If it seems like a lot of guys on the two deep are out defensively this spring, it’s because they are. “The offense looks like we have an army on the field, the defense looks like the Red Cross,” Patterson said. But on the other side of the ball, players are healthy and competing. Patterson was quick with praise for veteran receivers Taye Barber and Derius Davis — “[they have] have stood out. They’re really running well, been a handful to cover vertically.” He talked about JD Spielman’s return and what it does for the passing game and the punt return unit, as well as how much stronger Quentin Johnston has gotten and the improvement he has seen in Savion Williams, a breakout candidate for 2021. The tight end position, one that suffered greatly due to injuries in 2020, has also improved dramatically, as DJ Rogers, a Cal transfer, and walk-on players that were “just a big body” a year ago have put in the work to potentially be contributors come fall.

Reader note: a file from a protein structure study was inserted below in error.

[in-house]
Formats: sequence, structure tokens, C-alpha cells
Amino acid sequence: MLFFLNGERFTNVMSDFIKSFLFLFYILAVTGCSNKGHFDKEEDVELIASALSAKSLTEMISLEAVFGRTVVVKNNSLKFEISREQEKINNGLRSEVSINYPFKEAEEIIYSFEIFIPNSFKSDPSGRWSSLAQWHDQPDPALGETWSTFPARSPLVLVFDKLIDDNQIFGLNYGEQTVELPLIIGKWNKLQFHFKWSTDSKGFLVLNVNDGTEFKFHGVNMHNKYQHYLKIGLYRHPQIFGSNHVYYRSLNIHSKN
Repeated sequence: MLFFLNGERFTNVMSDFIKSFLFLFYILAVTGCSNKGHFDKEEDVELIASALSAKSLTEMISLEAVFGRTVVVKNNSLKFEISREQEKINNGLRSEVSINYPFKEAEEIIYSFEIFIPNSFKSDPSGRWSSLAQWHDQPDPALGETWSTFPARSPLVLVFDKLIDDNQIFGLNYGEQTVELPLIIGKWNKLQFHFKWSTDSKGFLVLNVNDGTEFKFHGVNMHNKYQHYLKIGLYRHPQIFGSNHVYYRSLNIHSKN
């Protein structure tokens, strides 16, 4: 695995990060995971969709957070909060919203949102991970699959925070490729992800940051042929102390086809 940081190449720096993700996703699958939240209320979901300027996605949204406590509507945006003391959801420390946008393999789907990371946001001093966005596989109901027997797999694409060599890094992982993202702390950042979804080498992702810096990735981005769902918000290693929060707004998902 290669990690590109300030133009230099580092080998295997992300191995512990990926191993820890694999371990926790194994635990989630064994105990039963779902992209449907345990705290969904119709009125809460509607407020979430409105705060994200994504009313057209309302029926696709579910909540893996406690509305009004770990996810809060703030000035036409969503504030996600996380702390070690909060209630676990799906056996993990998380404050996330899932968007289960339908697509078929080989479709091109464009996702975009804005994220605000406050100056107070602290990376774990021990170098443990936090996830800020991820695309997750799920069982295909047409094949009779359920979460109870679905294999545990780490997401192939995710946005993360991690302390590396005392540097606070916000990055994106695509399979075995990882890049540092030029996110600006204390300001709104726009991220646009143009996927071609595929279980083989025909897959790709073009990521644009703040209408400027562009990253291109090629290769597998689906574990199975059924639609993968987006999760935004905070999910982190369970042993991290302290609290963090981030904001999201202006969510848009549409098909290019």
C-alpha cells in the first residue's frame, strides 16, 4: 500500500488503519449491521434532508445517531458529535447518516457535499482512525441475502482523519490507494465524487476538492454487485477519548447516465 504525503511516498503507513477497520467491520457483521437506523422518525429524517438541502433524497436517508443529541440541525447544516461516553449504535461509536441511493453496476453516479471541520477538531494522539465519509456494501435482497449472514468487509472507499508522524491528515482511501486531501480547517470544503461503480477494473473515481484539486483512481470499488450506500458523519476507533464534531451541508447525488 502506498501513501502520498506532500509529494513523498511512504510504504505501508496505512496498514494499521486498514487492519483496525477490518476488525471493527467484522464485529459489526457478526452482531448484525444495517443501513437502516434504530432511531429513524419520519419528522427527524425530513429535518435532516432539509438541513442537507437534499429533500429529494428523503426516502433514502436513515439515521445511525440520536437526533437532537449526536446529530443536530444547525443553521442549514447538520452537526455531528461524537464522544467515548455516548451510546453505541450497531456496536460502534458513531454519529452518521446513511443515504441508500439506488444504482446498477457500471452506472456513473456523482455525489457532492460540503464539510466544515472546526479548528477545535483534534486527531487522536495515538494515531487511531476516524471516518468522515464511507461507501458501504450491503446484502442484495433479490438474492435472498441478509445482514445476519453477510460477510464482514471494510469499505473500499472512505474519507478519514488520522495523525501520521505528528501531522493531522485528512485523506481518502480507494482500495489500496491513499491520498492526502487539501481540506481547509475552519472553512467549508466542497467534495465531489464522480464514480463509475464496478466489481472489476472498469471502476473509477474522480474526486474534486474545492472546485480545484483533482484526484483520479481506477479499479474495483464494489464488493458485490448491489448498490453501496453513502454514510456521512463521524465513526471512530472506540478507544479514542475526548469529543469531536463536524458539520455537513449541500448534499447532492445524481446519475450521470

When it comes to the guy getting those targets the ball, Patterson made no bones about who would be the starting quarterback when asked about Max Duggan’s status this spring: “he’s our guy.” He also broke the news that Oklahoma has yet to release Chandler Morris, meaning that there are still questions around whether the Sooners’ transfer will be eligible for the Frogs. As he has done often over the last year, Patterson reminded folks that Max didn’t get a spring or a fall last year, and there’s no reason to write him off. “Max didn’t go through a spring [last year], didn’t go through a fall. Lot easier for the run game to be further along than the pass game [because of that]. Everybody told me that Trevone Boykin wasn’t very good. And that was through his sophomore year. Max is in his third year, but he’s still a sophomore with the extra year of eligibility. I think he squatted 630 the other day — that’s not bad for a quarterback.” I think we’ve got a chance.”